Intention to donate kidney among students


Organ donation is the removal and legal transfer of biological tissue or an organ of the human body from a living person through consent or from a dead person to a living recipient who requires transplantation.1

There are two types of organ donation: deceased organ donation is the donation of parts of cells, tissues, or organs after death, whereas living organ donation is the donation of organs from one living person to another who requires a transplant.2,3 The kidney is the most commonly donated and transplanted solid organ worldwide.4

Kidney transplant (KT) is one of the major developments in modern medicine and the best choice for failed kidneys.5 The first successful KT was performed in 1959 in Louisiana.6 The transplant practice first reached South Africa in 1967. The first living-related KT program was initiated in Ethiopia in 2015.7 In 2014, the Ethiopian government enacted an organ transplantation law accepting KT program candidates over the age of 14.7

Chronic kidney disease (CKD) is a common global health problem affecting 10–15% of the world’s population.8,9 The global burden of CKD is rapidly increasing, and is expected to become the fifth leading causes of death (4–10 million people) worldwide by 2040.10 According to the Global Burden of Disease (GBD) study, disability-adjusted life years (DALYs) for CKD increased from 0.8% to 1.6%, with the largest absolute increase in the number of DALYs between 1990 and 2019.11

Renal dialysis is the most common treatment for renal failure, worldwide. However, KT is now a better treatment than dialysis, offering better quality of life, better survival, and greater economic productivity.12 According to the International Society of Nephrology (ISN), the framework for integrated kidney care prioritizes KT over all other modalities of KRT.13

However, the applicability of KT is limited by a shortage of organs for transplant; this remains an unsolved problem for human resources, and many patients wait for extended periods of time for kidneys from donors.14

According to the International Report on Organ Donation and Transplantation (IRODT) 2020, approximately 80,926 KTs were performed, 32% of which were from living donors, this showed a 21% decrease from 2019 and only covered less than 10% of the global need for kidney supply, so the donation rates remain insufficient to meet the minimum need.15

In the USA, 17 people die every day, waiting for a life-saving organ transplant. More than 100,000 patients are waiting for a transplant, and the majority of those (89,735) are waiting for a kidney.16 In India approximately 150,000 people wait for a KT every year, but only 5000 are transplanted, and more of them die while waiting for transplantation due to a shortage of the organ.17 In Singapore, living kidney donors contribute to 54% of all transplants at a rate of 24.8 PMP but this cannot meet the demand for transplantation.18

Only 21% of low-income and middle-income countries (LLMIC) were performing KTs.19 In Africa, the living donor KT rate is the lowest at 2 PMP, which is eight times lower than in North America, and reports on the deceased organ donation rate are limited.12 In South Africa, the national KT rate of 6.4 PMP is on a downward trend owing to the constraints of kidney donation.20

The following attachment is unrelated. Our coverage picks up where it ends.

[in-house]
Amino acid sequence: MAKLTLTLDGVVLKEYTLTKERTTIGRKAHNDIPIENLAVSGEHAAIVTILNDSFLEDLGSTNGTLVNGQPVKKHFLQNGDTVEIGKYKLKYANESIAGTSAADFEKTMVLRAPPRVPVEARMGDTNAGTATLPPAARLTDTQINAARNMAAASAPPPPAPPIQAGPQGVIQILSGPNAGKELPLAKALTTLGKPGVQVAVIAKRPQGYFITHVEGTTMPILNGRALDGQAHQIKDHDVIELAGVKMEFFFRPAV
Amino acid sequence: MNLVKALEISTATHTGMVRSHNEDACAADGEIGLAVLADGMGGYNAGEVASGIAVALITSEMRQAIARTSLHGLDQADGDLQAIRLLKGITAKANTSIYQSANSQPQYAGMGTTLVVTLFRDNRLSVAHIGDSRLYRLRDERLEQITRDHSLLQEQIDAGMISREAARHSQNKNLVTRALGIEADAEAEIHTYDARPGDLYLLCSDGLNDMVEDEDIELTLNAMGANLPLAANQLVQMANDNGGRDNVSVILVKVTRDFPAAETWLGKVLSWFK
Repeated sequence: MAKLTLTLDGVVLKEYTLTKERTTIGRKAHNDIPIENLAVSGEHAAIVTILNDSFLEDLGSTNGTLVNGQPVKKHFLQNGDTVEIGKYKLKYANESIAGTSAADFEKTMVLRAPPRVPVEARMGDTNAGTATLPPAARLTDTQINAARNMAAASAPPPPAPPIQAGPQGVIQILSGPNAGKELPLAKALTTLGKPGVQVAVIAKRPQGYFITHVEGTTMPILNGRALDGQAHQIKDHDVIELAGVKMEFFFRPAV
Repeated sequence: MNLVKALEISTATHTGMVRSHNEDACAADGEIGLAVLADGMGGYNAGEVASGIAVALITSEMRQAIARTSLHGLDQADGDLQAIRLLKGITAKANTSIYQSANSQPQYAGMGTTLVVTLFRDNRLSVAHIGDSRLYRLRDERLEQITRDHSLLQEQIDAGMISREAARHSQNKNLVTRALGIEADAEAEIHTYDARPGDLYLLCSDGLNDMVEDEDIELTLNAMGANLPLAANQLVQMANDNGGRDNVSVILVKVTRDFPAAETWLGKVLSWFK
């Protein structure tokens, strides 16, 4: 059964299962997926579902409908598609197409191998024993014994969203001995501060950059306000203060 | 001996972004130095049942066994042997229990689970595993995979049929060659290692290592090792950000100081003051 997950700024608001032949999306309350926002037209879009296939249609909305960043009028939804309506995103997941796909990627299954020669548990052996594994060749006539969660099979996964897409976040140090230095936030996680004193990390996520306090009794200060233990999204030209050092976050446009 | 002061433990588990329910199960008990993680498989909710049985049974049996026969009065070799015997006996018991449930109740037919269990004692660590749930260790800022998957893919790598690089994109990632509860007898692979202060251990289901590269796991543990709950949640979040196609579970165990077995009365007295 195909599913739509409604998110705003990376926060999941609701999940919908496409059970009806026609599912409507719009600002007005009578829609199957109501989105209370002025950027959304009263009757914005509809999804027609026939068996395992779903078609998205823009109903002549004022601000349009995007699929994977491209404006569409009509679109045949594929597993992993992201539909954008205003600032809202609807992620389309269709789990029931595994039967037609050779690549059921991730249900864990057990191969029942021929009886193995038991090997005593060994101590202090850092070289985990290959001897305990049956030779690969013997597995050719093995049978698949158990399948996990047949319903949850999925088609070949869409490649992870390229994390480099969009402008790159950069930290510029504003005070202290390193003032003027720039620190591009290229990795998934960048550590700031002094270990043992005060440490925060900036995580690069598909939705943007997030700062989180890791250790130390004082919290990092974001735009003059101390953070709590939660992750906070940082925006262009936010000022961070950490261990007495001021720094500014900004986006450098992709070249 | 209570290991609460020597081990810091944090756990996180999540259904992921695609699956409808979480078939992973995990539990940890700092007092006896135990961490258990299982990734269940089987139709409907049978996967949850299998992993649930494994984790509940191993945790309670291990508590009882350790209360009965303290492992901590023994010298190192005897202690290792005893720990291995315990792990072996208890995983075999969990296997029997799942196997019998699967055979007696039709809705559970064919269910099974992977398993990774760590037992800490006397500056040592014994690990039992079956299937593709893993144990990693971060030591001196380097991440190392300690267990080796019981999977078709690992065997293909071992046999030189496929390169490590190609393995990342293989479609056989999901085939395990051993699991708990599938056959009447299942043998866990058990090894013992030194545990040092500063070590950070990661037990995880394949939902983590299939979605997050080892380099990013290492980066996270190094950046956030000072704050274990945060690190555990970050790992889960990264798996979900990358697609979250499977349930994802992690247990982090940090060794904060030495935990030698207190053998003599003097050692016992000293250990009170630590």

The prevalence and incidence of End stage kidney disease(ESKD) requiring dialysis are increasing, and 59% of people in sub-Sahara Africa (SSA) stop dialysis because of economic crises.21 This has become a significant challenge for achieving the health-related sustainable development goals by 2030 and Universal Health Coverage.22

Kidney donation is greatly influenced by multiple factors, such as lack of knowledge, pre-existing relations, religious beliefs, family influences, body integrity, and previous interactions with the health care system, negative attitudes, and socio-demographic factors.23–25 Renal disease has become a significant public health problem in Ethiopia, and the number of patients requiring maintenance dialysis and transplantation is steadily rising.26 In 2022, 1132 patients were undergoing hemodialysis (HD).27

Kidney transplantation is the ideal choice for KRT because it offers a lower risk of mortality and better quality of life than dialysis care.19 Evidence suggests that an increasing number of Ethiopians travel abroad to seek tertiary health care services. Some patients travel to other countries for transplantation; such travel involves an estimated average cost of about US$20,000 per trip and this resulted in the cost of annual outflow for medical tourism in Ethiopia exceeding US$100 million per year. To avoid this, the Ethiopian Ministry of Health launched a national specialty and sub-specialty service road map, planned to expand transplant centers, and planned to perform 10,000 and 50,000 organ transplantation in the fifth and tenth year of the road map, respectively.28 However, only 300 transplant recipients received organs from living donors at the Saint Paul’s Hospital, Millennium Medical College.7

Theory of Planned Behavior (TPB) focus on theoretical constructs concerned with individual motivational factors as determinants of the likelihood of performing specific behaviors. TPB is an extension of the theory of reasoned action and is important for an individual’s decision-making behavior.29 TPB rest on an underlying assumption that the best predictor of a behavior is intention, which is determined by attitudes toward behavior, social normative perceptions and perceived control over the performance behavior.30 The Theory of Planned Behavior (TPB) is a behavioral theory that can be used to discover the factors that influence organ donation behavior and design successful interventions.31 Therefore, applying this theoretical model is important for predicting students’ intention to donate a kidney.